The pandemic made us miss things we should not have missed. Perhaps we would do things differently next time. Yet we should understand that our sacrifices seem insignificant because it worked. We did not go on a vacation and make a memory, but people are alive because we did.
The pandemic has been a hardship on too many. But I don’t believe it was to take our freedoms away. I think we have been gaslit into making us believe that. The words freedom and living in fear are said as trigger words for an emotional reaction instead of an objective one.
The pandemic kept me from living life to the fullest. I’ve gone too long without seeing my daughter and saw my parents too few times. But we live in a time when we can still connect to people. Most things that fell away were just things. Restaurant meals and overpriced beers on uncomfortable stools. Those were replaced by walks, email chains with conversations I would not have otherwise, and the comfort of my backyard.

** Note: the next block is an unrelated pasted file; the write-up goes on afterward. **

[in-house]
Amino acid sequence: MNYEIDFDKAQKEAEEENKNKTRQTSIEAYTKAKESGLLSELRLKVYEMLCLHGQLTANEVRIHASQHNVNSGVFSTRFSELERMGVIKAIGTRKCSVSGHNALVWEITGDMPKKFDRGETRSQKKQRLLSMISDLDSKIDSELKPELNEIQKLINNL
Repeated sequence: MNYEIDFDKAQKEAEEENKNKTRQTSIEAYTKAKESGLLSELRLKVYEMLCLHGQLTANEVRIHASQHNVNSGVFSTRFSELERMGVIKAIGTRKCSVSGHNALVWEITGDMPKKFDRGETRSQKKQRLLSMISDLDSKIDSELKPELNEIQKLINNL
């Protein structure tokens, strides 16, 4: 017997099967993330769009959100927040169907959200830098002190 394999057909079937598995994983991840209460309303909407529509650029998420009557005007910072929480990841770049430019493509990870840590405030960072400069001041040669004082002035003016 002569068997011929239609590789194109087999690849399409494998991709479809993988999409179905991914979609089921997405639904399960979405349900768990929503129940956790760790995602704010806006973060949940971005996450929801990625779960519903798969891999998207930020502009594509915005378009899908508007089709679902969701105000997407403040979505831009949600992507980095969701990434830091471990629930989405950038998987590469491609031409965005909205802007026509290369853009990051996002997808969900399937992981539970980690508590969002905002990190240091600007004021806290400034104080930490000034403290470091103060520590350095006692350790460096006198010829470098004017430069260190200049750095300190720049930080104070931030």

Weddings and funerals and graduations missed are a bummer. But they are not a tragedy. People passing away alone was a tragedy. Perhaps we learned it would be less of a tragedy to say and do those things for people before they are on their deathbed. If you believe the herd immunity was the route to go, then you were asking for different kinds of tragedy.
Some businesses closed. I feel we should have kept them open to provide income to people that needed it. But as individuals, it is an interesting experiment in staying in and staying sober. In stripping away the distractions so that real conversations could take place. If they didn’t that wasn’t because of the quarantine.
The pandemic has taught me that I am missing out on not connecting with people and not having adventures. But the thing that kept me from doing that was not the pandemic. It was inertia. It was the cost. It was Netflix and naps.